I haven't said much about it, but if you've worked with radiation counters, you know that there are lots of ways they can go wrong. Get a particle or drop of something on the probe. Spikes (the up-and-down kind, not the current misuse of that word) from electrical transients or cosmic rays. High or low humidity. In my experience, the errors tend toward false positives rather than false negatives. Alpha counters are particularly prone to things going wrong, but they should be less used than beta-gamma counters at the Fukushima plant right now.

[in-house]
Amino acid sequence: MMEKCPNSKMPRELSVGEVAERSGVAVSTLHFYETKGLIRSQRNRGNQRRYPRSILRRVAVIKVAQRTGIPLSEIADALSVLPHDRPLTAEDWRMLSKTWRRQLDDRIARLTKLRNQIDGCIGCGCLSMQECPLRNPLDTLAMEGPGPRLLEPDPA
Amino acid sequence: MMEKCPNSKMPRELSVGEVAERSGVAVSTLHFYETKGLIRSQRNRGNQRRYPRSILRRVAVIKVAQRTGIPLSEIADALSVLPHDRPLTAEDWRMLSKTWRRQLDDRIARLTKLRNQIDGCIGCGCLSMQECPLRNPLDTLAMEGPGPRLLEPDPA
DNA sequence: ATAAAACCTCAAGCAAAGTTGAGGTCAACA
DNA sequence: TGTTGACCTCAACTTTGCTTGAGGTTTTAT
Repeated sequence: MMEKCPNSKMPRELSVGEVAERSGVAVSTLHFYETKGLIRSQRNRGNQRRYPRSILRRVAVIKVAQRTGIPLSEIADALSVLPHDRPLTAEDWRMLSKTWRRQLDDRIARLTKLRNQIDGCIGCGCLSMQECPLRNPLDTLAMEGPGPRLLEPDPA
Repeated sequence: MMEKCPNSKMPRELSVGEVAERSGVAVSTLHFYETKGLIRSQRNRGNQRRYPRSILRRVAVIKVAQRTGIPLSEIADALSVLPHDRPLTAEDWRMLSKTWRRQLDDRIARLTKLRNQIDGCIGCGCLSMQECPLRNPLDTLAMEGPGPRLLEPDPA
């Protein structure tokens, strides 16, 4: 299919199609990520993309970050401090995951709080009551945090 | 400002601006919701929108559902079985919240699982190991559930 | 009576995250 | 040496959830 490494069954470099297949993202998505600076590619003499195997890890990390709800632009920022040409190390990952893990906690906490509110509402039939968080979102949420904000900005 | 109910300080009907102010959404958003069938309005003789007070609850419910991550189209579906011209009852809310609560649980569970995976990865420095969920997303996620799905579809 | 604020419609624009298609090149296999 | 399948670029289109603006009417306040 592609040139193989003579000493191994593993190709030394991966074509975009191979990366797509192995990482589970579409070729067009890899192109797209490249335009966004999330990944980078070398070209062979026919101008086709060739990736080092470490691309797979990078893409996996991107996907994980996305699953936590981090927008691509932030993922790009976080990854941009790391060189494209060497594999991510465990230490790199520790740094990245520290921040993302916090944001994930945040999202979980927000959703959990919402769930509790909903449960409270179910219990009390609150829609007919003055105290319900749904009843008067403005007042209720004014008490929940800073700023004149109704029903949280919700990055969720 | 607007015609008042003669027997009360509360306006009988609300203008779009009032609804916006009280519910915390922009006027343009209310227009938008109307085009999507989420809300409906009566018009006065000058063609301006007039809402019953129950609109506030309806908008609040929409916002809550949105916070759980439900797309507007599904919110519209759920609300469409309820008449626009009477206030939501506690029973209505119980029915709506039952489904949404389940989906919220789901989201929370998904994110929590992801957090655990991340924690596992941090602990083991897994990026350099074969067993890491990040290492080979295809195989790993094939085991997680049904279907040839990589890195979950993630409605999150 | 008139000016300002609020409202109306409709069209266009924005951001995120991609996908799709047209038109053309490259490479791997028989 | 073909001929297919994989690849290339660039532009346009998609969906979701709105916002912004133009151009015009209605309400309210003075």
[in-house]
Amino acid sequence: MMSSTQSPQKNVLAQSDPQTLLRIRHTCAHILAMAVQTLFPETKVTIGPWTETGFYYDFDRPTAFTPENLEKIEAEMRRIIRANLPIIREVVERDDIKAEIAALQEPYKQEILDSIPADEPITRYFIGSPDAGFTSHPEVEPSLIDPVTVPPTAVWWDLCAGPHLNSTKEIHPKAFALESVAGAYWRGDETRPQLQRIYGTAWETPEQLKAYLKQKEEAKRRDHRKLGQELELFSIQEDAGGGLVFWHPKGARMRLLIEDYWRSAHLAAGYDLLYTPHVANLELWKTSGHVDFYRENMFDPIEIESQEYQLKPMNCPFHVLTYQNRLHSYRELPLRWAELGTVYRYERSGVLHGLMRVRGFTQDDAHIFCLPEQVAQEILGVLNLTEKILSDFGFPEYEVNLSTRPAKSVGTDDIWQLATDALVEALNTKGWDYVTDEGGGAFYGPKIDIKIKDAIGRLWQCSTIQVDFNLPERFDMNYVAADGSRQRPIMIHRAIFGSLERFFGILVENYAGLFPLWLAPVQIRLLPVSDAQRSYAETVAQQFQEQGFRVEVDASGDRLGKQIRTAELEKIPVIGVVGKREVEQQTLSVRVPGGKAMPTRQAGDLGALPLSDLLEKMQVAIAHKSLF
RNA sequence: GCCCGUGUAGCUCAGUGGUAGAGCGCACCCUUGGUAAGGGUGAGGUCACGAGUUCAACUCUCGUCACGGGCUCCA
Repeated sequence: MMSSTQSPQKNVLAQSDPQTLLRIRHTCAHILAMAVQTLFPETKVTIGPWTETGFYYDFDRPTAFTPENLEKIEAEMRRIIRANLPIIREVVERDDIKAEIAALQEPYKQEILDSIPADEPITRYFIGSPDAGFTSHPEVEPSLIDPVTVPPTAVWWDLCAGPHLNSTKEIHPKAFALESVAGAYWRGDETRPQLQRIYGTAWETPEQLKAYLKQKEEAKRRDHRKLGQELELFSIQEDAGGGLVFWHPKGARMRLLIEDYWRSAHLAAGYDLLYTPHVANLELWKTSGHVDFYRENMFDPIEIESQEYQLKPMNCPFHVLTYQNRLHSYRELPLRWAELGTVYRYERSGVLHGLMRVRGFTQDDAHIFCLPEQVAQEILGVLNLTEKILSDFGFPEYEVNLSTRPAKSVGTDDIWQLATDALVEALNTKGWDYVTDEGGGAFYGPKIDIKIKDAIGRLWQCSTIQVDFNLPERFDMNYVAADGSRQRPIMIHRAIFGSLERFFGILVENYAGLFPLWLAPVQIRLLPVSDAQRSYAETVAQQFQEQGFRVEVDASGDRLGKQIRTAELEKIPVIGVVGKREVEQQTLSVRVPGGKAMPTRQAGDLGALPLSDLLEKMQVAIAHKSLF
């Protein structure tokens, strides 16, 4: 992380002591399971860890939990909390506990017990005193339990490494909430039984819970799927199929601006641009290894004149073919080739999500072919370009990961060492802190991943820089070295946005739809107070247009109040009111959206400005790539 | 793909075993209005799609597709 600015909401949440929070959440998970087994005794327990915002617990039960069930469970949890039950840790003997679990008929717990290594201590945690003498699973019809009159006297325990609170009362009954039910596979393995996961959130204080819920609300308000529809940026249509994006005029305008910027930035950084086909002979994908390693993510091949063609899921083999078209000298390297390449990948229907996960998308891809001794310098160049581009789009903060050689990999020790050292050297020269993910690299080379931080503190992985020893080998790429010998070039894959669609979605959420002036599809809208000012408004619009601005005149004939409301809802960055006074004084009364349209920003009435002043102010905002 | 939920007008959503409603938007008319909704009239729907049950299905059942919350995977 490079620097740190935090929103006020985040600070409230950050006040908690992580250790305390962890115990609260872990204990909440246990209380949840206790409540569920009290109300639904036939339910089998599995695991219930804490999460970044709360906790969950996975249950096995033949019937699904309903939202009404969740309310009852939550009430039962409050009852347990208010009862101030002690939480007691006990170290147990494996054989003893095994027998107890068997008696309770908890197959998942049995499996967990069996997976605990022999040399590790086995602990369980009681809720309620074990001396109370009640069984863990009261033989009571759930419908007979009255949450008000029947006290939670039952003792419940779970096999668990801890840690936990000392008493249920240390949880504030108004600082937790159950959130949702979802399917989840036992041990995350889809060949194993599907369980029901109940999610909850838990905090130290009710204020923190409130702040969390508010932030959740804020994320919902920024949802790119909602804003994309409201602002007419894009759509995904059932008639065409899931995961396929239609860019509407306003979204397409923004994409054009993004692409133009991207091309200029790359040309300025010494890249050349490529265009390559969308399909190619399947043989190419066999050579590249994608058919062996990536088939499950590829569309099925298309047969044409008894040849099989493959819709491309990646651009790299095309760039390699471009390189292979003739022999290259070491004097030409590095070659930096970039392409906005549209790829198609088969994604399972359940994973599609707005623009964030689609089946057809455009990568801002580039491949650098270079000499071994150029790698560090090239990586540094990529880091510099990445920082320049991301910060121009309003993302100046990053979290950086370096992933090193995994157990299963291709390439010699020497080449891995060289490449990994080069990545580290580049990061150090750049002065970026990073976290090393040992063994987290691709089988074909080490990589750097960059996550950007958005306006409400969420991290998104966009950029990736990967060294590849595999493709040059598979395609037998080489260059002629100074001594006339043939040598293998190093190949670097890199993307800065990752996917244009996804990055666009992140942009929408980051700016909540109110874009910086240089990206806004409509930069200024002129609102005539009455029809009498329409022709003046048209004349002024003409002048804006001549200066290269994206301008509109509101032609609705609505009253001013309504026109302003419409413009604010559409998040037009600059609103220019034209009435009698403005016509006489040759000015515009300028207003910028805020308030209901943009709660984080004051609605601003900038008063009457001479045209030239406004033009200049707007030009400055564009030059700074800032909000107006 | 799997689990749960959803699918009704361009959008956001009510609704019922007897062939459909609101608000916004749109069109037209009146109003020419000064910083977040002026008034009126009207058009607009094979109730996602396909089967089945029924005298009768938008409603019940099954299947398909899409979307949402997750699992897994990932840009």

Today there's a report of a measurement that the plant workers want to re-check. Always a good idea, whether it's an unexpectedly high measurement or unexpectedly low.
Program note: I'll be mostly away from the internets for the next week. There'll be another post this afternoon on how radiation exposure standards are derived that you won't want to miss. Then there will be a few more at BMJ that overlap with what I've posted here already. I'm not ignoring you if I don't respond to comments. I'll try to tweet.